Terry Brookes, vice-chairperson for Yellowknife Education District No. 1’s board of trustees, spoke to Yellowknifer recently what he’s learned as a trustee after nearly 30 years of service.

What is one interesting experience that you’ve had during your time as a board trustee?

“That’s a tough one because there’s lots.

“I was just down in Vancouver the previous week at the British Columbia School Trustees Association. (I was) in a big ballroom and (there were) brand new trustees and also veterans.

“They’re having the same problems we do and that (creates a sense of) connection and you can relate to things.

“There are other people working on the same solutions (with) different ideas. It’s a real pleasure to see that.

“(Education) is a broad topic. We might be ahead here, and behind there, and so it’s back and forth. That often happens in these conferences.”

Brookes also cited a comment he heard while in Vancouver.

“Politics is what gets you elected. Governance is what gets things done.”

Could you tell us about your job as a board trustee and how that relates to teaching?

“(Teaching is) one of the few occupations where (you are thrown) into a classroom with a bunch of (grade two students) and (are) expected to survive. It takes support. It doesn’t matter how much academic training you have.

“There’s an experience of how to handle 20, 25, 30 kids. It takes a real talent. I am envious of that because I don’t think I could do it but that’s okay. I’m there to support those who can.”

Brookes created an upside-down triangle with his arms and hands to help convey his next point.

“I am here at the bottom. I’m there to support the structure… the upper level, the kids and the teachers.

“There’s the integration of education, learning, and experience going on. That’s my focus.”

Could you share some of your philosophies on education?

“I don’t want my grandchildren (to be) educated (the same way as) my children. That’s not a criticism of the teachers of the time. (The next generation) will know more and should be able to do better (than the last generation).

“I’m always amazed when I read magazines on how (people) learn (and) how the brain works, and it’s not a one-stop for everybody. Some people are reflective learners, and some people are very tangible learners. Some people are intellectual, like they can look at something and they think about it and they learn (that way). Every child is different.

“To see the ‘magic’ occur, as kids have the ‘aha’ moment, if you want to call it that it just amazes me.”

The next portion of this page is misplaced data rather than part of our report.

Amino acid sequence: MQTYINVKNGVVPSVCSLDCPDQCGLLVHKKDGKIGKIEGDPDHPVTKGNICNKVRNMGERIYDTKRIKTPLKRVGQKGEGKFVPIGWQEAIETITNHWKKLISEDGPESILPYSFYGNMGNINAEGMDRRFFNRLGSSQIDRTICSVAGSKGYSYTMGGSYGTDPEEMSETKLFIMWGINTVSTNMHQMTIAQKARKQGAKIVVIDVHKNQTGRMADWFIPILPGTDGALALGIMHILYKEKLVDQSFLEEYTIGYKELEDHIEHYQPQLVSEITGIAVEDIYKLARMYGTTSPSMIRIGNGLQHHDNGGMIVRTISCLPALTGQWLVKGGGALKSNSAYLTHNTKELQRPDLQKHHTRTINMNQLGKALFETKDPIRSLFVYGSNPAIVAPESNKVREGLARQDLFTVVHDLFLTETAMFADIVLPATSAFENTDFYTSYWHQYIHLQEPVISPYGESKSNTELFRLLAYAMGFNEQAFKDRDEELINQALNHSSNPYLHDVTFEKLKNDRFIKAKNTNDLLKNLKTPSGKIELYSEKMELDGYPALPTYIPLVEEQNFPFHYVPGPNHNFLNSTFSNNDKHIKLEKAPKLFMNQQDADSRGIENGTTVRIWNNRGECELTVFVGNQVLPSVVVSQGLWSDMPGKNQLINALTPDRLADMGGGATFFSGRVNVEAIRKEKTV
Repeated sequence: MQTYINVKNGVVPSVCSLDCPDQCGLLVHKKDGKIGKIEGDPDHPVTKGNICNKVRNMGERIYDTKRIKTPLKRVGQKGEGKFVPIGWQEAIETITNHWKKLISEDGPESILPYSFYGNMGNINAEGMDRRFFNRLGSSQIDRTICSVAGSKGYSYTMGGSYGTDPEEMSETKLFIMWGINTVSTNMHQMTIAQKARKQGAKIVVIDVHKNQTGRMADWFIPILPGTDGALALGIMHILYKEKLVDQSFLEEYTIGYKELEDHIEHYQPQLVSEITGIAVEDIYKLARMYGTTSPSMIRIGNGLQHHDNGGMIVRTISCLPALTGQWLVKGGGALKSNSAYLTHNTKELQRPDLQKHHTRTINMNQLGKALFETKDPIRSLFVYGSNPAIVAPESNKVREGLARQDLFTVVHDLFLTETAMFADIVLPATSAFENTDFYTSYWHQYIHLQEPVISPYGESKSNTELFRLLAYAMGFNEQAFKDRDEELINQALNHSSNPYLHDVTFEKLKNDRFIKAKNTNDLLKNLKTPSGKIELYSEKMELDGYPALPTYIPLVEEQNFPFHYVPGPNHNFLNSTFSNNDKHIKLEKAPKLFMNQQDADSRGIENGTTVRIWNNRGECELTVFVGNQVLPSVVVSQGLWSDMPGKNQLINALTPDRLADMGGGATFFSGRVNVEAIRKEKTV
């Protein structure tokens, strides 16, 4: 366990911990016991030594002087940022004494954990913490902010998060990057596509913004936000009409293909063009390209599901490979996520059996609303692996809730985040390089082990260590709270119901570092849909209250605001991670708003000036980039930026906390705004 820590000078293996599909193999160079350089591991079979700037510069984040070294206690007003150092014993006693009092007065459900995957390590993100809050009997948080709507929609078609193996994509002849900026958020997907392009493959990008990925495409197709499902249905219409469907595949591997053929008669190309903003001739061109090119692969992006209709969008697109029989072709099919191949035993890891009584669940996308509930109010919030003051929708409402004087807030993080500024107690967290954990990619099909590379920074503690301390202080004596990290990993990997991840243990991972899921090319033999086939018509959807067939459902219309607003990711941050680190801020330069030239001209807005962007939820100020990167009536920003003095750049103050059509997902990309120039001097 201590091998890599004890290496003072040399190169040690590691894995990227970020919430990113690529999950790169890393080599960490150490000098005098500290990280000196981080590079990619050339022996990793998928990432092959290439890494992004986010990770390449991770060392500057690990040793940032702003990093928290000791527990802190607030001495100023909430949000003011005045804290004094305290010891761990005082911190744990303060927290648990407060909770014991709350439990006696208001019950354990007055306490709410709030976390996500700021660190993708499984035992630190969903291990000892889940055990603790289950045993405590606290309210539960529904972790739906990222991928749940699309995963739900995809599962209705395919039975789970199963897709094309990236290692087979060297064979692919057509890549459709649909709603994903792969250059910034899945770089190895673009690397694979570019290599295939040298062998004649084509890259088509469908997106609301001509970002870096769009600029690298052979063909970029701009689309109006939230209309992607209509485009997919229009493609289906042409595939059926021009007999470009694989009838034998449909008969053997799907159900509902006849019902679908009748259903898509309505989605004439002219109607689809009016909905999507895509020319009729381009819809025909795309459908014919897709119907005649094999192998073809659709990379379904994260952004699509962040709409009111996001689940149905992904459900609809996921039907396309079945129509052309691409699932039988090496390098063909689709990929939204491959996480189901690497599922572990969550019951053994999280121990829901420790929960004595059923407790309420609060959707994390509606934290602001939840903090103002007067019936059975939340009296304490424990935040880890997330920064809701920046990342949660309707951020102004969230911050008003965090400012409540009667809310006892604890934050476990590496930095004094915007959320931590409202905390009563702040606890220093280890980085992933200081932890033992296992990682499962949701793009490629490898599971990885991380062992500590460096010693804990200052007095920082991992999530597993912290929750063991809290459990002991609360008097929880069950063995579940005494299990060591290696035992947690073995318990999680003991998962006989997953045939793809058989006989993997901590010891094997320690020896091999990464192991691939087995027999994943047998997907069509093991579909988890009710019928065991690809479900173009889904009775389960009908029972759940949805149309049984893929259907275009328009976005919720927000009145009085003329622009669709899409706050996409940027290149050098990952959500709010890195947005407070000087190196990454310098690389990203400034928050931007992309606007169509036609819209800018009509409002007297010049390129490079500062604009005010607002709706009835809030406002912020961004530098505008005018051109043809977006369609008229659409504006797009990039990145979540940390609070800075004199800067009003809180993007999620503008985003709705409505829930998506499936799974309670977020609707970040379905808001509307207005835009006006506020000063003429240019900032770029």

Brookes compares education of times past, memorizing the solution to a single problem versus the modern approach of focusing on problem solving which applies to a variety of things.

“I don’t want to say (students are) filling up their brains. Today’s philosophy, what’s often called ’21st century’ is more along a problem solver. It’s not rote learning (a memorization technique based on repetition).

“There’s so much stuff out there that we can’t teach you, but what we can teach you is how to understand, analyze, and problem solve an experience.”

Students adapt to their environment

Brookes describes another issue surrounding the abilities of students, and uses a cartoon to help illustrate his point.

“(Imagine) sitting at a desk and across (from you are a) bunch of different animals, (including) a fish and a monkey,” he said. “If I rate intelligence by your ability to climb trees, a fish is a pretty stupid animal, but it’s adapted to its environment. We have to measure each individual to their special skills, and we need to tell them that (they are gifted in other areas, and not being able to climb a tree) doesn’t hold (them) back.”

Brookes reinforces his point with another example.

“I’m a magician (myself), and (once I) watched (another) card magician. He’s really good. He sits in a wheelchair, and he has (only) one hand. How would I do that (if I had that limitation)? We haven’t counted him out because he’s in a wheelchair or he’s one-handed. He was enjoyable. He was adding to society. Everybody has skills to move forward. Everybody has skills to contribute. Part of school is to be able to bring those out, and I can’t do it. It’s teachers and all the staff.”

Jonathan Gardiner

After a tough break looking for employment in Alberta, I moved to Yellowknife in 2017 and became a multimedia journalist in 2022. I enjoy the networking side of my job, and I also aspire to write my...

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